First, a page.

His phone chimed, bringing him out of his musing. Thirteen messages were waiting for him. The first hand full switched between announcing that he was a lucky winner of a free trip to the Caribbean, several robo calls from local businesses and a couple triple eight numbers from phone solicitors. Stuck near the end, a number he didn’t recognize appeared over a short time span. The caller spoke with a thick Latin accent.
“Mr. Coldstream…you are nothing if you are not a pain in my side. I have your friend here….” There was silence, and then he heard a loud, painful scream, a scream with a few maritime adjectives thrown in and a Lord Tundering Jesus, Boy. “I know you are looking for your friend’s phone. A phone that you know by now is of the utmost importance an associate of mine, so that I will make you a deal…find the phone and return it and then perhaps I stop my camaradas from removing your friend's body parts.
He remains alive for now, but do not take long to decide. Your amigo will run out of appendages.” The connection ended abruptly. Rojas' call was recorded earlier. Likely around the time the cops had interrupted the Warriors trying to kill him.
Brand worked on his drink while listening and deleting the messages. The phone number from the Colombians he saved into the phones memory. Arriving at the last voice mail, he was no longer paying close attention to the voices on the phone. His mind was busy searching for a different angle to locate the lost phone. He still had one more location to check. It was to be the next on his list when the bikers confronted him at Oscar’s.
“BRAND…HELP…WE’RE UNDER ATTACK. A FEW OF ROY’S MEN ARE HERE, BUT WE’RE PINNED IN THE HOUSE BY GUNFIRE…
Brand’s attention shifted back to his phone. He started the recording over again and listened to Susan’s frightened voice. The last time he replayed the message, he checked the time the call arrived, 35 minutes earlier.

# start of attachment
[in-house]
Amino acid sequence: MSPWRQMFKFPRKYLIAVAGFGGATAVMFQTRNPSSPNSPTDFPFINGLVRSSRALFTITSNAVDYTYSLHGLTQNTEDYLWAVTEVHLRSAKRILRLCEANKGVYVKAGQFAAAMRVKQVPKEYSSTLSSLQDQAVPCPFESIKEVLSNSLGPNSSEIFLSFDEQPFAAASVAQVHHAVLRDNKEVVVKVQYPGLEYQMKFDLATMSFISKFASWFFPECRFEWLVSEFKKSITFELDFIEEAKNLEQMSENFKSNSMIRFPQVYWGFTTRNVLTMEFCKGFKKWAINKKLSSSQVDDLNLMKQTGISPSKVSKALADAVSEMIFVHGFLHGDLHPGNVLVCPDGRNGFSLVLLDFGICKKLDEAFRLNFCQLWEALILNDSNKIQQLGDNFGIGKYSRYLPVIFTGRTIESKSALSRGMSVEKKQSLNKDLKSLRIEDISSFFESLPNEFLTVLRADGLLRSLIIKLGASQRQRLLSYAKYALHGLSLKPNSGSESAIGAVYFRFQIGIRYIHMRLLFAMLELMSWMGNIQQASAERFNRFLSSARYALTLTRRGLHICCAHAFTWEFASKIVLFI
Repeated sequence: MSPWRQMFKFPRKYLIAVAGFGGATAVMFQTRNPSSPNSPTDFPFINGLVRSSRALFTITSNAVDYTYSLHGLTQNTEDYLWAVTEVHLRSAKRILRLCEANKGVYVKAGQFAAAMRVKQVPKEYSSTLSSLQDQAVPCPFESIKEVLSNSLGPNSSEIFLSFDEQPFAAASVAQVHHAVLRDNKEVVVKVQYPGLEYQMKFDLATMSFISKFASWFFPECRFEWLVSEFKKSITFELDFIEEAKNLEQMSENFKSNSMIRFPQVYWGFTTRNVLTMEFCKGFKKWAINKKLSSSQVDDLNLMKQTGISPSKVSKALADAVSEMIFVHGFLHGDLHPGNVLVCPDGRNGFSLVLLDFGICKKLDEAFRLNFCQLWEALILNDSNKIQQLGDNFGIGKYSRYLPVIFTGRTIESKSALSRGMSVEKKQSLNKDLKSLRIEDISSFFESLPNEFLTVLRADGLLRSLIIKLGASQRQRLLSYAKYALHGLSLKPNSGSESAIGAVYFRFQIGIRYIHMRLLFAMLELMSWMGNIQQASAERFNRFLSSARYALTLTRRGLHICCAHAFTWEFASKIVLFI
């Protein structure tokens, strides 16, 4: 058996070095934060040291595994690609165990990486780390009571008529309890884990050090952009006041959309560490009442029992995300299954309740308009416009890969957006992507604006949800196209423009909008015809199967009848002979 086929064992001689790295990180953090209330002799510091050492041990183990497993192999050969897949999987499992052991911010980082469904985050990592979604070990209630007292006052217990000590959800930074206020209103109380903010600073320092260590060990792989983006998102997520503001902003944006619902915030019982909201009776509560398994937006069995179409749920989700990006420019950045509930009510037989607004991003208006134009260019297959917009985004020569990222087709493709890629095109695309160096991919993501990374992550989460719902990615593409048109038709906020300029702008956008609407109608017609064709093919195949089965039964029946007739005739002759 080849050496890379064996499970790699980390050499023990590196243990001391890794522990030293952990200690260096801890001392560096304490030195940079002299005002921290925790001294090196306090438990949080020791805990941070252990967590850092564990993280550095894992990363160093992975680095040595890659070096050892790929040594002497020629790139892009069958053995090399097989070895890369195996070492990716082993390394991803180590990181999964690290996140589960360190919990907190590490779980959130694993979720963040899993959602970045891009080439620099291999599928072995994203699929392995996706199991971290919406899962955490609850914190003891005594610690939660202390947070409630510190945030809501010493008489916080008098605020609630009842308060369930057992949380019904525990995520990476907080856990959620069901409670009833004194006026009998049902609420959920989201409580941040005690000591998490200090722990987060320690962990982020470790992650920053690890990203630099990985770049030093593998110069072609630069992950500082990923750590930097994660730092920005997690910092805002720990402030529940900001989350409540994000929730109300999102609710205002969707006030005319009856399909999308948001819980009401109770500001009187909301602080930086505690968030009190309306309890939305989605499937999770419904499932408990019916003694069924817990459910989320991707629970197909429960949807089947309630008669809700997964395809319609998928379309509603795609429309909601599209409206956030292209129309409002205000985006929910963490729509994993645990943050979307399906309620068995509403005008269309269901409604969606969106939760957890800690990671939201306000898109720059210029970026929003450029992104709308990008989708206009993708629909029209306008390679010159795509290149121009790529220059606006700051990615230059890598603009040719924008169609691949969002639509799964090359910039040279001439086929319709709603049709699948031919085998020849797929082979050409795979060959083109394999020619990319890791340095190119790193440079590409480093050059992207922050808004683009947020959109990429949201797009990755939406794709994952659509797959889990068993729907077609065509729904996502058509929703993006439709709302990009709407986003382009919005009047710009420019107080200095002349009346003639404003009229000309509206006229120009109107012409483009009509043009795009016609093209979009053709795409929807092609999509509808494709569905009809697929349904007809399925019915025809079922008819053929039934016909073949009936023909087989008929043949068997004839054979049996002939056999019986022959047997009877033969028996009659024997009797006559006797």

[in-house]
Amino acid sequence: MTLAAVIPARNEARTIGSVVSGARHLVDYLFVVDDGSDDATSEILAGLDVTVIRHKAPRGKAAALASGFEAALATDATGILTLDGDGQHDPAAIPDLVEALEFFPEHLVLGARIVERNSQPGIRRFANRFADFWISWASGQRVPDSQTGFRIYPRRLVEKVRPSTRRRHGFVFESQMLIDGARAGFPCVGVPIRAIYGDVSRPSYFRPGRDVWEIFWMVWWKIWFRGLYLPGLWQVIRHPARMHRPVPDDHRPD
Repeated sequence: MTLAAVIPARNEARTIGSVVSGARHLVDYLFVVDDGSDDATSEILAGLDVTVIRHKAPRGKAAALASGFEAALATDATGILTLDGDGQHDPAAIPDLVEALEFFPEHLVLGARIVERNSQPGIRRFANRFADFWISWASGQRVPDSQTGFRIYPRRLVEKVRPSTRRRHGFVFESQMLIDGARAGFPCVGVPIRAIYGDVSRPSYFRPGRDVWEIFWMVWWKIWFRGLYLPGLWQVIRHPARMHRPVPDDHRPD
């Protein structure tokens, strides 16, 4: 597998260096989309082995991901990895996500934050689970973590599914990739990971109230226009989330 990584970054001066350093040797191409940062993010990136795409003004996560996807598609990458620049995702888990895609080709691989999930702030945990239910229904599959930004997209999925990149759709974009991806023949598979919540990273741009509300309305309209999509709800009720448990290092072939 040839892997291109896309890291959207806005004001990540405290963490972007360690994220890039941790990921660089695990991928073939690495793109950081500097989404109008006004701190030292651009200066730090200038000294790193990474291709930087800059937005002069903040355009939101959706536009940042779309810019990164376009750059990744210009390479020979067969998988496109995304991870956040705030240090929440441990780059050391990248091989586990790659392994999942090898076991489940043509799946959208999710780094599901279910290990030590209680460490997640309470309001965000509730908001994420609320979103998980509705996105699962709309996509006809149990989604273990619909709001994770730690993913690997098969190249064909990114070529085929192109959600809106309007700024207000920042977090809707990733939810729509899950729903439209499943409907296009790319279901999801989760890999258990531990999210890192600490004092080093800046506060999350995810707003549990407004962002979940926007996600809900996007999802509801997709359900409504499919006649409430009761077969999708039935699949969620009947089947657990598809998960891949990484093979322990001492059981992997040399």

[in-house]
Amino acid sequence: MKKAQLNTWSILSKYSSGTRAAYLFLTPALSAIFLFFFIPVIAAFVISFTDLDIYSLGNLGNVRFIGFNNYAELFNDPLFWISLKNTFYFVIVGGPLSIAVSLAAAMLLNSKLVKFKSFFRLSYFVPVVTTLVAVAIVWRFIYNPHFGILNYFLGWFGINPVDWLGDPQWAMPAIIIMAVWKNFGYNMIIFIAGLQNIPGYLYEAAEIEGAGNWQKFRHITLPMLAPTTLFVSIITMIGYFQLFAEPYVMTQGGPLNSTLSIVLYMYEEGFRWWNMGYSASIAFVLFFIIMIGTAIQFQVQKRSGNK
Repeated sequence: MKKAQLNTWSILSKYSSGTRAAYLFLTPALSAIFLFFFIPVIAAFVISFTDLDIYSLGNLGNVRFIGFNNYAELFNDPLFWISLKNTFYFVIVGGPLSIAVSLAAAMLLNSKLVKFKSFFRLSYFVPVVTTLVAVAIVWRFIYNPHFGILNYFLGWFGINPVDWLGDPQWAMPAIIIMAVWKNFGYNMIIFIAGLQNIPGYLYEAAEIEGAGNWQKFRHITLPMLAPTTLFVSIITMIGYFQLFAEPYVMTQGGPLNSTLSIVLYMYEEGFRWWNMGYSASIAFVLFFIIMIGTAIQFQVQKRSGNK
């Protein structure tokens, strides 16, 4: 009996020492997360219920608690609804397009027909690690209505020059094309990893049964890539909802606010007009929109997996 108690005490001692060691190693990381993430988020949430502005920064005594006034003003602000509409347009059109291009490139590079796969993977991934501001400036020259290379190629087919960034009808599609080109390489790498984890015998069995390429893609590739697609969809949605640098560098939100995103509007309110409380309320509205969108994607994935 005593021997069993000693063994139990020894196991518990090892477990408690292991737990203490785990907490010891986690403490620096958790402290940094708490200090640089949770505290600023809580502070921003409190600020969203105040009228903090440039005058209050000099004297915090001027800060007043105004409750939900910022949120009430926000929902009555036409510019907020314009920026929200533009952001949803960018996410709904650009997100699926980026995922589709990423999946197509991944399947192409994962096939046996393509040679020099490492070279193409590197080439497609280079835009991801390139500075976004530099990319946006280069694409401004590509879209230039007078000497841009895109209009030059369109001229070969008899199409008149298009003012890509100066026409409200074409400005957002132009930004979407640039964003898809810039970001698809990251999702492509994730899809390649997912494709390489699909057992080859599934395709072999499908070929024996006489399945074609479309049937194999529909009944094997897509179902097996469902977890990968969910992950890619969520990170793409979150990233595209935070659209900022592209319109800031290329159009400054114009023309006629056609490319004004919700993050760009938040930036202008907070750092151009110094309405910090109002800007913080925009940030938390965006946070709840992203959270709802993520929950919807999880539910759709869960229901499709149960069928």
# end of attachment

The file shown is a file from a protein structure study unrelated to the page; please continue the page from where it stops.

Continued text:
He ran for the door, one hand scrolling through his phone searching for Roy’s number. He pinned the device between his ear and his shoulder while it connected, his hands busy with the throttle. Revving the bike's engine, he raced out of the neighbourhood.
Struggling to maintain control of the bike as he fought to hold the phone to his ear, Brand pushed his luck, precariously weaving around traffic and slipping illegally past vehicles as he gained the route to lead him east toward the outskirts of the city. Brand continued recklessly, the speed of the motorbike climbing, he shifted in the seat, dodging in and out, around and through the two lanes of traffic, ignoring red lights and racing north first before he had the chance to swing the powerful two-wheeler in an easterly direction.
Fumbling to redial Roy’s number while he drove, the front tire of the bike came within inches of contacting a merging pickup truck. Brand looked up from the phone screen with scarcely enough room to avoid a dangerous collision.
Finally, on the third attempt his call connected with Roy.
“Your house is under attack…” He yelled above the roar of the motorcycle. “I’m on my way now!” Before his brother could answer, Brand ended the call and stuck the phone into a pocket then cranked the throttle on the bike. The front wheel lifted briefly then squealed as it contacted the pavement, the bike leaping as he tried to erase the miles to Roy’s acreage as quickly as possible.
His first thought was that he hoped he was in time and then the reality of the situation reared its head. He was riding into a gunfight with only a bike for a weapon. He’d been in worst positions than this, but it was still a stupid idea, one that he had no choice but to continue.
His mind worked through a few quick scenarios, although he had to admit, a bike against a group of armed men had a low probability rate of success. He returned his attention to arriving there first; the how and why would work themselves out.
As he turned onto the highway that bordered Roy’s property, lady luck toyed with him. The traffic on the busy two-lane road was substantial. Heavy traffic equalled traffic noise equalled whoever was laying siege to Roy’s place wouldn’t notice the roar of the bike coming. The advantage of surprise would cut the odds somewhat in his favour.
Nearing the drive way leading to the yard, he noticed the pair of metal gates hanging askew, the gravel driveway to the house unblocked and deserted.
He quickly glanced behind. The traffic was still lined up, the loud thrum hiding the bikes roaring engine. He slowed slightly and then leaned into the turn to maximize the bikes forward momentum while going through the gate and carrying toward the house. As he made the crossing, a man stepped from behind a gate pillar. Taking the man's appearance in stride, Brand shot the bike forward. His shoulder used as a ram to smash the gunman into the gatepost.